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Eszopiclone for the Treatment of Posttraumatic Stress Disorder

The safety and scientific validity of this study is the responsibility of the study sponsor and investigators. Listing a study does not mean it has been evaluated by the U.S. Federal Government. Read our disclaimer for details. Identifier: NCT01605253
Recruitment Status : Completed
First Posted : May 24, 2012
Last Update Posted : April 15, 2016
National Institute of Mental Health (NIMH)
Information provided by (Responsible Party):
Rush University Medical Center

Brief Summary:
The purpose of this study is to determine if eszopiclone relative to placebo (sugar pill) is effective and tolerable for people with posttraumatic stress disorder (PTSD)-related sleep disturbance. The investigators will also examine the impact of treatment on sleep patterns, memory recall bias, and level of inflammatory markers (cytokines). The investigators predict eszopiclone will lead to greater improvement than placebo in measures of PTSD symptoms, memory recall bias, and level of inflammatory markers.

Condition or disease Intervention/treatment Phase
Posttraumatic Stress Disorders Drug: Eszopiclone Drug: Placebo Phase 4

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Study Type : Interventional  (Clinical Trial)
Actual Enrollment : 81 participants
Allocation: Randomized
Intervention Model: Parallel Assignment
Masking: Double (Participant, Investigator)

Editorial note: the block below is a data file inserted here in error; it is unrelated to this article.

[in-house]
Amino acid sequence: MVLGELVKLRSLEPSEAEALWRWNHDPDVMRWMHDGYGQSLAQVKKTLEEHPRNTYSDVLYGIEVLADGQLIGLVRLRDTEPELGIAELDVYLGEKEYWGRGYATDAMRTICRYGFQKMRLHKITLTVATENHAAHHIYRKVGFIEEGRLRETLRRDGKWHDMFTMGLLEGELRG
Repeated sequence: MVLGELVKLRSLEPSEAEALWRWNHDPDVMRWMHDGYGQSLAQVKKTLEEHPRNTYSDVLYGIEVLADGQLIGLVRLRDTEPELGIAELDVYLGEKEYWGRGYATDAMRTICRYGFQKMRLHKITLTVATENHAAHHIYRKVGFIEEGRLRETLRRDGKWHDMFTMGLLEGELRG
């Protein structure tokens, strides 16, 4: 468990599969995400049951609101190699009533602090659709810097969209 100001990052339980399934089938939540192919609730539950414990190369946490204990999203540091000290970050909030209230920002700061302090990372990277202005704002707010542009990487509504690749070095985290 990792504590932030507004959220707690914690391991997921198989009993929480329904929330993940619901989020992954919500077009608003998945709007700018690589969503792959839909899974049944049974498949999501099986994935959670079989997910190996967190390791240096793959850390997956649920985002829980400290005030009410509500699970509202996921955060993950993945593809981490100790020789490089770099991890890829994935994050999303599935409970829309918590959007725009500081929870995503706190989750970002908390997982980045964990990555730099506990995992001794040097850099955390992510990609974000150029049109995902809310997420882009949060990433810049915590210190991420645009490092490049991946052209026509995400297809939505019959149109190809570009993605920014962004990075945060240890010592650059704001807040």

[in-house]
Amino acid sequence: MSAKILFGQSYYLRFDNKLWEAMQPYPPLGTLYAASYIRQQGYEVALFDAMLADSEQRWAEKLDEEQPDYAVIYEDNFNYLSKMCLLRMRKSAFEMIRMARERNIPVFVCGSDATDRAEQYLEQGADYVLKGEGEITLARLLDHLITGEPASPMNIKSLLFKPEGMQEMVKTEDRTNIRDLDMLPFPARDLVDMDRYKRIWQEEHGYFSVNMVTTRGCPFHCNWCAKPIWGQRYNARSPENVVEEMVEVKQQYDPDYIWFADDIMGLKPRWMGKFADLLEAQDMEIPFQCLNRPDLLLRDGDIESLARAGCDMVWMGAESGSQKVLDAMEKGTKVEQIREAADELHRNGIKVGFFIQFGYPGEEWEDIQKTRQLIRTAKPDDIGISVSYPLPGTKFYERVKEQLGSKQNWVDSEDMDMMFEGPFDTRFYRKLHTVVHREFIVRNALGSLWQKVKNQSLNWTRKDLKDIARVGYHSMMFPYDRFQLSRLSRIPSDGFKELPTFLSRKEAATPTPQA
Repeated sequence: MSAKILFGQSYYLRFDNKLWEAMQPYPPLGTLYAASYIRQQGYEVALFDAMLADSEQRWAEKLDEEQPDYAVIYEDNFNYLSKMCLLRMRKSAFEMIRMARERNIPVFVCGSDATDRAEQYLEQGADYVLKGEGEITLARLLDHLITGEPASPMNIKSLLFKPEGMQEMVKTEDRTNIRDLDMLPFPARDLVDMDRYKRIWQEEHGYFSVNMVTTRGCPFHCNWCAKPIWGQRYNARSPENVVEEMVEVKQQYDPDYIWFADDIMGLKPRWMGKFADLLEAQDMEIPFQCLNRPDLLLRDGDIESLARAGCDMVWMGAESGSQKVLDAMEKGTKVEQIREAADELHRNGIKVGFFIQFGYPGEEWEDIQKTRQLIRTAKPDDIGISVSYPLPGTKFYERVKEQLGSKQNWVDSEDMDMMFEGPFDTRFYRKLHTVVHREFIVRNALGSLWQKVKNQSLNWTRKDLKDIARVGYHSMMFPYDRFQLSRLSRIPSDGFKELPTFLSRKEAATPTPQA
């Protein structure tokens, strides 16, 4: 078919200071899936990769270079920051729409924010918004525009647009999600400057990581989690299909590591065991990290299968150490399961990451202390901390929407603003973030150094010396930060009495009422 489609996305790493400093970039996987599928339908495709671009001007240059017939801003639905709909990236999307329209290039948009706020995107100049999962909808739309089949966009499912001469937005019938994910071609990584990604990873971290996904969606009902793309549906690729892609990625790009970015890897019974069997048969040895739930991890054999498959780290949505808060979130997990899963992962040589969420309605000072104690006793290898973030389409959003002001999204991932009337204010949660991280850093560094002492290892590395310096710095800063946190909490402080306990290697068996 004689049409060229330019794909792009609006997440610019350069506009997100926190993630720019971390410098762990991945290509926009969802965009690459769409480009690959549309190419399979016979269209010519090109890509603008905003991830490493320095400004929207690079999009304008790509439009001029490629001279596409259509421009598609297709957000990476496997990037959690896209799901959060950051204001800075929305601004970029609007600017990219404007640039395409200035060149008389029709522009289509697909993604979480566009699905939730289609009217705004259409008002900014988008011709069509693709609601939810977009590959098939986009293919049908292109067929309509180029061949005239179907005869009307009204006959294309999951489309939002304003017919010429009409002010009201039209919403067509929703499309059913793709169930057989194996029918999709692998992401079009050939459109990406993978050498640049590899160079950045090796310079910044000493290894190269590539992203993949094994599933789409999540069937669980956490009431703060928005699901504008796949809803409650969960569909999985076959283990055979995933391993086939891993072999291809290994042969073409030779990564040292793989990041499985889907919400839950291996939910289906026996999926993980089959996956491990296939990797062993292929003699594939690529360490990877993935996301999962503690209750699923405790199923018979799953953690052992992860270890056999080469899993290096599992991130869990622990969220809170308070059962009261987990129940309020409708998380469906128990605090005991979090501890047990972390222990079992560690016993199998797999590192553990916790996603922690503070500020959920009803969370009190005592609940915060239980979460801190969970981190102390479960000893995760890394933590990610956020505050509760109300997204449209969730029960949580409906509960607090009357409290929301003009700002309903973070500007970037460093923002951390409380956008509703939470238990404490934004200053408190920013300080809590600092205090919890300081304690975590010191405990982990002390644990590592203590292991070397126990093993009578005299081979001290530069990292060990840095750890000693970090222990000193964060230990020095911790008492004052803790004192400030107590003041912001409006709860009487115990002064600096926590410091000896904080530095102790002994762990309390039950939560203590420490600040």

Primary Purpose: Treatment
Official Title: Eszopiclone for the Treatment of PTSD
Study Start Date : March 2012
Actual Primary Completion Date : December 2015
Actual Study Completion Date : December 2015

Resource links provided by the National Library of Medicine

Drug Information available for: Eszopiclone

Arm Intervention/treatment
Active Comparator: Eszopiclone
The total study duration is 16 weeks, with subjects taking 3mg eszopiclone at bedtime for 12 weeks. There is one follow-up visit after the 12 week treatment phase.
Drug: Eszopiclone
Eszopiclone has been approved by the US Food and Drug Administration (FDA) for the treatment of insomnia (inability to sleep). Eszopiclone has not been specifically approved by the FDA for people who have PTSD-related sleep disturbance.
Other Name: Lunesta®

Placebo Comparator: Placebo
The total study duration is 16 weeks, with subjects taking placebo at bedtime for 12 weeks. There is one follow-up visit after the 12 week treatment phase.
Drug: Placebo
The placebo used in this study looks exactly like eszopiclone but contains no active ingredients.

Primary Outcome Measures :
  1. Symptoms of Posttraumatic Stress Disorder [ Time Frame: 16 weeks ]

Secondary Outcome Measures :
  1. Sleep disturbance [ Time Frame: 16 weeks ]
    Total sleep time, sleep latency, and number of awakenings.

  2. Memory recall bias [ Time Frame: Baseline and week 12 (pre and post treatment) ]
  3. Inflammatory markers (cytokines) [ Time Frame: Baseline and week 12 (pre and post treatment) ]

Information from the National Library of Medicine